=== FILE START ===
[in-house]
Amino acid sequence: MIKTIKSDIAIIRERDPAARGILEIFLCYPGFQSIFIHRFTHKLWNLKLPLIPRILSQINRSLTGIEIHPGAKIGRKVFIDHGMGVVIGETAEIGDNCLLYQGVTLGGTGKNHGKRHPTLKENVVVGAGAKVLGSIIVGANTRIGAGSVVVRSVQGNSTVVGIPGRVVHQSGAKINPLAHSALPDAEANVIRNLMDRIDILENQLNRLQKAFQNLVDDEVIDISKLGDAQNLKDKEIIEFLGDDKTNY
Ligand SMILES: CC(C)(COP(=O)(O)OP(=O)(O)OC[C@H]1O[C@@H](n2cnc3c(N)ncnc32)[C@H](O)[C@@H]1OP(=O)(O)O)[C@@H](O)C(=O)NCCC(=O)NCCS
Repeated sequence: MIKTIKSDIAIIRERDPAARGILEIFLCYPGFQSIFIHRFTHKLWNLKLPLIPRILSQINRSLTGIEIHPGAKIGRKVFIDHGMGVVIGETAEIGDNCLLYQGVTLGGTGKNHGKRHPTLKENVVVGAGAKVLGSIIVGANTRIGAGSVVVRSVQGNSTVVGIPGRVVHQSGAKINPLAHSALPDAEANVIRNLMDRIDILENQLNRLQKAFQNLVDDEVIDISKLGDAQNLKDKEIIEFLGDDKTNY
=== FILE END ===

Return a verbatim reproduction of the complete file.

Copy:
[in-house]
Amino acid sequence: MIKTIKSDIAIIRERDPAARGILEIFLCYPGFQSIFIHRFTHKLWNLKLPLIPRILSQINRSLTGIEIHPGAKIGRKVFIDHGMGVVIGETAEIGDNCLLYQGVTLGGTGKNHGKRHPTLKENVVVGAGAKVLGSIIVGANTRIGAGSVVVRSVQGNSTVVGIPGRVVHQSGAKINPLAHSALPDAEANVIRNLMDRIDILENQLNRLQKAFQNLVDDEVIDISKLGDAQNLKDKEIIEFLGDDKTNY
Ligand SMILES: CC(C)(COP(=O)(O)OP(=O)(O)OC[C@H]1O[C@@H](n2cnc3c(N)ncnc32)[C@H](O)[C@@H]1OP(=O)(O)O)[C@@H](O)C(=O)NCCC(=O)NCCS
Repeated sequence: MIKTIKSDIAIIRERDPAARGILEIFLCYPGFQSIFIHRFTHKLWNLKLPLIPRILSQINRSLTGIEIHPGAKIGRKVFIDHGMGVVIGETAEIGDNCLLYQGVTLGGTGKNHGKRHPTLKENVVVGAGAKVLGSIIVGANTRIGAGSVVVRSVQGNSTVVGIPGRVVHQSGAKINPLAHSALPDAEANVIRNLMDRIDILENQLNRLQKAFQNLVDDEVIDISKLGDAQNLKDKEIIEFLGDDKTNY